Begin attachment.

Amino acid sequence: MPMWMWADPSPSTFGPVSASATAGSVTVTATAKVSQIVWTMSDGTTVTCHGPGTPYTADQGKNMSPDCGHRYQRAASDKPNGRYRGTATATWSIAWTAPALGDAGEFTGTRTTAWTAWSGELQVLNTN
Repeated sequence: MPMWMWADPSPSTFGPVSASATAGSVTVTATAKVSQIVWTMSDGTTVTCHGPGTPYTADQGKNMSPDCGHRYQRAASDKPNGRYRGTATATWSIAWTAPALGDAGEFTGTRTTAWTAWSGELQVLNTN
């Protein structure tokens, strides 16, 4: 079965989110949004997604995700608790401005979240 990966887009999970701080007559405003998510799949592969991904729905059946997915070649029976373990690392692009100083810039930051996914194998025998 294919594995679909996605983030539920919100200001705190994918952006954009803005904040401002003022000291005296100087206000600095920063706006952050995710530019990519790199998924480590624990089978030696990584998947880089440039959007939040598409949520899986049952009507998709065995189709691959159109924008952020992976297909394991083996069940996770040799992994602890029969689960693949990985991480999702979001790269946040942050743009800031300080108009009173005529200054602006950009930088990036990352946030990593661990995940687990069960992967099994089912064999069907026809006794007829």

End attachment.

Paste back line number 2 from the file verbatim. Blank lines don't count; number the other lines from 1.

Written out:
Repeated sequence: MPMWMWADPSPSTFGPVSASATAGSVTVTATAKVSQIVWTMSDGTTVTCHGPGTPYTADQGKNMSPDCGHRYQRAASDKPNGRYRGTATATWSIAWTAPALGDAGEFTGTRTTAWTAWSGELQVLNTN